With the settlement of Australia/New Guinea, humans now occupied three of the five habitable continents. (Throughout this book, I count Eurasia as a single continent, and I omit Antarctica because it was not reached by humans until the 19th century and has never had any self-supporting human population.) That left only two continents, North America and South America. They were surely the last ones settled, for the obvious reason that reaching the Americas from the Old World required either boats (for which there is no evidence even in Indonesia until 40,000 years ago and none in Europe until much later) in order to cross by sea, or else it required the occupation of Siberia (unoccupied until about 20,000 years ago) in order to cross the Bering land bridge. However, it is uncertain when, between about 14,000 and 35,000 years ago, the Americas were first colonized. The oldest unquestioned human remains in the Americas are at sites in Alaska dated around 12,000 B.C., followed by a profusion of sites in the United States south of the Canadian border and in Mexico in the centuries just before 11,000 B.C. The latter sites are called Clovis sites, named after the type site near the town of Clovis, New Mexico, where their characteristic large stone spearpoints were first recognized. Hundreds of Clovis sites are now known, blanketing all 48 of the lower U.S. states south into Mexico. Unquestioned evidence of human presence appears soon thereafter in Amazonia and in Patagonia. These facts suggest the interpretation that Clovis sites document the Americas' first colonization by people, who quickly multiplied, expanded, and filled the two continents.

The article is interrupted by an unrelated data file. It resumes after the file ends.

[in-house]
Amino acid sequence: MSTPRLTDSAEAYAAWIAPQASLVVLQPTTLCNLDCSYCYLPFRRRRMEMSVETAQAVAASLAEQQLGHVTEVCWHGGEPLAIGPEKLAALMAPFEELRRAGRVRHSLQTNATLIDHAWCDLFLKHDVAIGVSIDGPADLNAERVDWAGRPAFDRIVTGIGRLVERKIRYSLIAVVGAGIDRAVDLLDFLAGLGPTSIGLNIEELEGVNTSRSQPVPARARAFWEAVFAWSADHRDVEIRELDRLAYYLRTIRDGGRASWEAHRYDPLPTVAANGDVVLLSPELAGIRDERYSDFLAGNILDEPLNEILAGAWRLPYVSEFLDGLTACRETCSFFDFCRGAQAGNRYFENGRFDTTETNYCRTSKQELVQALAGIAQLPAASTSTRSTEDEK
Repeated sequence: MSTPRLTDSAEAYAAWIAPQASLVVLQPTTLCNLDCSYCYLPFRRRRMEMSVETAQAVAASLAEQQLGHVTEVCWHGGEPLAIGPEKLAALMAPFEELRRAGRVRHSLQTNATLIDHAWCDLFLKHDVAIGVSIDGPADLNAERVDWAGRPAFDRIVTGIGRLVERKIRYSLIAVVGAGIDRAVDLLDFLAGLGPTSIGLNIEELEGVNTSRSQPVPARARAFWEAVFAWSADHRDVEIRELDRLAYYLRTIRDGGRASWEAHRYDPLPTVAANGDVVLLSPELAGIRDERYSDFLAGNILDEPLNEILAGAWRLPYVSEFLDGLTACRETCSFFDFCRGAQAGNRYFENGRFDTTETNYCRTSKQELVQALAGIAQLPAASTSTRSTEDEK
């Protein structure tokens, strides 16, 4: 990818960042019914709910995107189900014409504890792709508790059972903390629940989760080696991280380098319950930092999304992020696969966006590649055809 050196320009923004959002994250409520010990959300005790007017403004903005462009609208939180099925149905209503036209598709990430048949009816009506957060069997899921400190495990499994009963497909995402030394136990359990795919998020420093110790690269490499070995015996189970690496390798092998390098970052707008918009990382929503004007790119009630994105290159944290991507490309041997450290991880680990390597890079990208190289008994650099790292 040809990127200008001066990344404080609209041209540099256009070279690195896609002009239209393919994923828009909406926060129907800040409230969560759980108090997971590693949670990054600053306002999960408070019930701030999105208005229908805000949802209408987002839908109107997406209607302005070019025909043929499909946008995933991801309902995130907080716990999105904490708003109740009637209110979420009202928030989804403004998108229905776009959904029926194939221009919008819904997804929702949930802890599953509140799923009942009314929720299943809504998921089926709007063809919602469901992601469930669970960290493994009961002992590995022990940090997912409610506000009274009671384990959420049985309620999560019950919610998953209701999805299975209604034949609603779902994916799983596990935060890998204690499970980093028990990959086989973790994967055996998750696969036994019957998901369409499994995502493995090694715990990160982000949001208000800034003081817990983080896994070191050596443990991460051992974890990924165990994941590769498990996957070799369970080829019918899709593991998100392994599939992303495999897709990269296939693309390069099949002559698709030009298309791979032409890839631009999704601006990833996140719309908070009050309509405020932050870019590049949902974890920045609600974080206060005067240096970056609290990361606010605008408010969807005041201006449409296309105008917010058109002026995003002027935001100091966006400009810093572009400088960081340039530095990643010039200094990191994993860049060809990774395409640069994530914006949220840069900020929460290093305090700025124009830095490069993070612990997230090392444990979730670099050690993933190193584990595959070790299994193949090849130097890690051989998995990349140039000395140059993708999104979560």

One might at first be surprised that Clovis descendants could reach Patagonia, lying 8,000 miles south of the U.S.-Canada border, in less than a thousand years. However, that translates into an average expansion of only 8 miles per year, a trivial feat for a hunter-gatherer likely to cover that distance even within a single day's normal foraging.